The Centre’s conciliatory measure to borrow to meet the compensation deficit under the Goods and Services Tax (GST) regime has still not found complete favour with states, with a new front getting opened up where they are insisting on further clarifications and a no-strings attached borrowing mechanism.
States such as Punjab, Chhattisgarh and Kerala have asked for delinking of their compensation share with the conditions such as payment of interest and principal before clearing the arrears along with asking to include the balance compensation deficit amount beyond the proposed borrowing of Rs 1.10 lakh crore also under the ambit of the back-to-back loan mechanism.
Punjab Chief Minister Amarinder Singh is learnt to have written a letter to Union Finance Minister Nirmala Sitharaman stating that there is no clarity on the ratio in which compensation cess after June 2022 will be defrayed between repayment of principal borrowed by Centre (and passed over to states) and the arrears for which borrowings have to be made by states.
“Ideally, cess should be first used to pay arrears and then interest and last of all principal,” the letter stated.
Singh said the suggestions of states such as payment of full compensation and dispute resolution mechanism were ignored and the manner of implementing the eventual solution has “left an impression that going forward states be left to beg for compensation and unable to seek legal remedy”.
He also asked for delinking of the additional 0.5 per cent borrowing space (provided to those states which opt for Option 1) to allow it to all states irrespective of them choosing either option.
Chhattisgarh is also planning to respond to the letter sent by the Centre last week, proposing inclusion of the balance compensation deficit amount under the same back-to-back loan arrangement. Chhattisgarh Commercial Taxes Minister TS Singh Deo said if states are asked to borrow the rest of the compensation deficit beyond Rs 1.1 lakh crore, then the interest liability would fall on states, instead it should get included within the proposed borrowing mechanism.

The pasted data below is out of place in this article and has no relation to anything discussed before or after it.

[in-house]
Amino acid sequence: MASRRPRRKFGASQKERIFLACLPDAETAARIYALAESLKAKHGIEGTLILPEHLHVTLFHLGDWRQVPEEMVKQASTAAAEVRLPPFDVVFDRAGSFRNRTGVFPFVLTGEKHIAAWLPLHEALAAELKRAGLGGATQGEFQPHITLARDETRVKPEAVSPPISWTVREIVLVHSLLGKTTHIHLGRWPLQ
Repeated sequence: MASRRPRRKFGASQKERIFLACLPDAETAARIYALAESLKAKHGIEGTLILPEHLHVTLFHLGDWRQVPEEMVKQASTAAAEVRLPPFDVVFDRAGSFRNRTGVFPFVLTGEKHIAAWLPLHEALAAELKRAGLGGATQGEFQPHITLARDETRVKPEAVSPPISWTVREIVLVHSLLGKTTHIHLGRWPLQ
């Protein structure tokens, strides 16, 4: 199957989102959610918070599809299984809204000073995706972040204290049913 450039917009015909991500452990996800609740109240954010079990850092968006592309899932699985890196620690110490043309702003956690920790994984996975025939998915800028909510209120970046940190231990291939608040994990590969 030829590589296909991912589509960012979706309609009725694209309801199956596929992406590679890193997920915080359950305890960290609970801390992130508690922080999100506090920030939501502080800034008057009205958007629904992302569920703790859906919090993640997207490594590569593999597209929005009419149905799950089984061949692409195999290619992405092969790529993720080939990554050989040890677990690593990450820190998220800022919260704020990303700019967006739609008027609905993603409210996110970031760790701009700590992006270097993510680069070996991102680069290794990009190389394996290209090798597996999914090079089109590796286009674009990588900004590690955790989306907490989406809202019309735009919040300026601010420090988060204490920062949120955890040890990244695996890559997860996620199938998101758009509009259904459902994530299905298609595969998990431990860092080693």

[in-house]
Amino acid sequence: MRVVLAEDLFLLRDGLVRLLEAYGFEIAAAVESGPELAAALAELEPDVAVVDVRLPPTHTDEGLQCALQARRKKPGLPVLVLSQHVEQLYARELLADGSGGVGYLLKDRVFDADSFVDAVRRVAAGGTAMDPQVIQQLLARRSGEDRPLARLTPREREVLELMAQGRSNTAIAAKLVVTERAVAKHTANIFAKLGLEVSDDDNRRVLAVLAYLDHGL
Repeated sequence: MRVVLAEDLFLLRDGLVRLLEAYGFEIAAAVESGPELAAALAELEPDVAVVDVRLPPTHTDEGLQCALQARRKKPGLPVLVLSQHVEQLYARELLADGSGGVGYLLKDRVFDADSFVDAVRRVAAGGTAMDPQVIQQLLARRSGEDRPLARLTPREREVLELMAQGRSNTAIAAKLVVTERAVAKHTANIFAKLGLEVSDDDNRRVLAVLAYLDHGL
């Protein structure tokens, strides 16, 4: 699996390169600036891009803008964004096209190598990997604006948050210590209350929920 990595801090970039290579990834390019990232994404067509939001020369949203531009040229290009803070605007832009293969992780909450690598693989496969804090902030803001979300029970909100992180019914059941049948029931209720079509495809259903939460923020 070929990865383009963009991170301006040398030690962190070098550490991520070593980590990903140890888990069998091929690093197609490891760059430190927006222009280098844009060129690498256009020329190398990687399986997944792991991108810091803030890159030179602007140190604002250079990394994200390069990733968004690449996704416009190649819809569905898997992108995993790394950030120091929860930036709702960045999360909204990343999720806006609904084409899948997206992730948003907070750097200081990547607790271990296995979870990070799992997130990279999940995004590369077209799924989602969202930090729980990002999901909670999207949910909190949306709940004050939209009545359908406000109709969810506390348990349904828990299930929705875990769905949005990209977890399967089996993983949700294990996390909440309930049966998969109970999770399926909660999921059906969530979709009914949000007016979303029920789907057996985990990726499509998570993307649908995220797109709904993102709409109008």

“Rest of the compensation deficit amount beyond Rs 1.10 lakh crore will get paid eventually from the compensation cess pool. If they say the Centre will be taking the loan and it will be so adjusted, then we have no problem at all. But if they say the states will be given permission to take the loan, but the states will then have to pay interest. Back-to-back loan is the correct procedure, it provides for payment of principal and interest from the cess account. Balance amount should also be brought under this mechanism,” he said, adding that estimates for the compensation deficit for this fiscal should now be made on actual revenues rather than ad-hoc estimates.
Kerala had last week stated that the whole compensation deficit should be borrowed this year and no amount should be deferred, while Jharkhand had rejected the Centre’s proposal.
In a sharp retraction of its earlier position, the Finance Ministry had on Thursday said the Centre would borrow from the market and then act as an intermediary to arrange back-to-back loans to pay the GST compensation shortfall of Rs 1.1 lakh crore to state governments. This arrangement will not reflect in the fiscal deficit of the Centre and will appear as capital receipts for state governments.
The total GST revenue shortfall for the current fiscal was estimated to be Rs 3 lakh crore, of which compensation cess collection was estimated to be Rs 65,000 crore, leaving a compensation deficit of Rs 2.35 lakh crore. Of this Rs 2.35 lakh crore, Rs 1.1 lakh crore shortfall has been estimated on account of GST implementation, while the rest of the amount is being estimated as the impact of the Covid-19 pandemic.
In August, the Centre gave two options to the states — either borrow Rs 97,000 crore from a special window facilitated by the RBI or borrow Rs 2.35 lakh crore from the market.
GST portal develops glitches
Mumbai: The GST portal developed technical glitches on Tuesday, the last day for filing GSTR-3B summary returns for September. This also comes ahead of the October 31 deadline for the annual GST return for 2018-19.
Many taxpayers took to Twitter to complain about the glitches, following which GSTN’s official handle, Infosys_GSTN, responded by stating that they have received intermittent complaints of slowness and timeout of services and that Infosys team was constantly working to ensure “better return filing experience”. —ENS
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